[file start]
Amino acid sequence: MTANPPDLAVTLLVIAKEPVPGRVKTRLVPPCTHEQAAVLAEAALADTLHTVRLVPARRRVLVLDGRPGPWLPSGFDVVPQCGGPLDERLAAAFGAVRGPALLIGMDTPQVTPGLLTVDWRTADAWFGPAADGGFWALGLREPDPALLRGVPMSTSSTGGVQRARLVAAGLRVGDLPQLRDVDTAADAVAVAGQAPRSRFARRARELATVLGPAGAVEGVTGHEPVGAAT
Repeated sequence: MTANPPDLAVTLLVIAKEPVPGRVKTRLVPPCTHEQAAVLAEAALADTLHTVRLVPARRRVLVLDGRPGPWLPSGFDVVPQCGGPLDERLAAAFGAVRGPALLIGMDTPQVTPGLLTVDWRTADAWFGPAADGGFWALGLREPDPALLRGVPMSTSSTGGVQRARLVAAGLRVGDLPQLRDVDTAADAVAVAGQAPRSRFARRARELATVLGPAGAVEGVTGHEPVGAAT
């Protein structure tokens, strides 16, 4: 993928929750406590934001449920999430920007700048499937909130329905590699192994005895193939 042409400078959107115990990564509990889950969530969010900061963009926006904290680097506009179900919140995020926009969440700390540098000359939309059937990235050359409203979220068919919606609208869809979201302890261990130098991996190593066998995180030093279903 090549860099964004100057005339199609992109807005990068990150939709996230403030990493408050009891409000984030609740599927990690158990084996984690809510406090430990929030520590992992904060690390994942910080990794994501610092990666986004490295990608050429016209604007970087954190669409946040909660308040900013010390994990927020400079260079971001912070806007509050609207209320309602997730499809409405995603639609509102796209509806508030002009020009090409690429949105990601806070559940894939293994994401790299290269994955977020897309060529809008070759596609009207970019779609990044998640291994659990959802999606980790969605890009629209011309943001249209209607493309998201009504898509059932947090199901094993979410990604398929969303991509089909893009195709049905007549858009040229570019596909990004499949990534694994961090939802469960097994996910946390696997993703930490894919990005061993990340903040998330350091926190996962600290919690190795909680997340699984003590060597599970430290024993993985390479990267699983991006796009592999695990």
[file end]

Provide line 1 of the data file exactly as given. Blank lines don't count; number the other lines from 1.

Amino acid sequence: MTANPPDLAVTLLVIAKEPVPGRVKTRLVPPCTHEQAAVLAEAALADTLHTVRLVPARRRVLVLDGRPGPWLPSGFDVVPQCGGPLDERLAAAFGAVRGPALLIGMDTPQVTPGLLTVDWRTADAWFGPAADGGFWALGLREPDPALLRGVPMSTSSTGGVQRARLVAAGLRVGDLPQLRDVDTAADAVAVAGQAPRSRFARRARELATVLGPAGAVEGVTGHEPVGAAT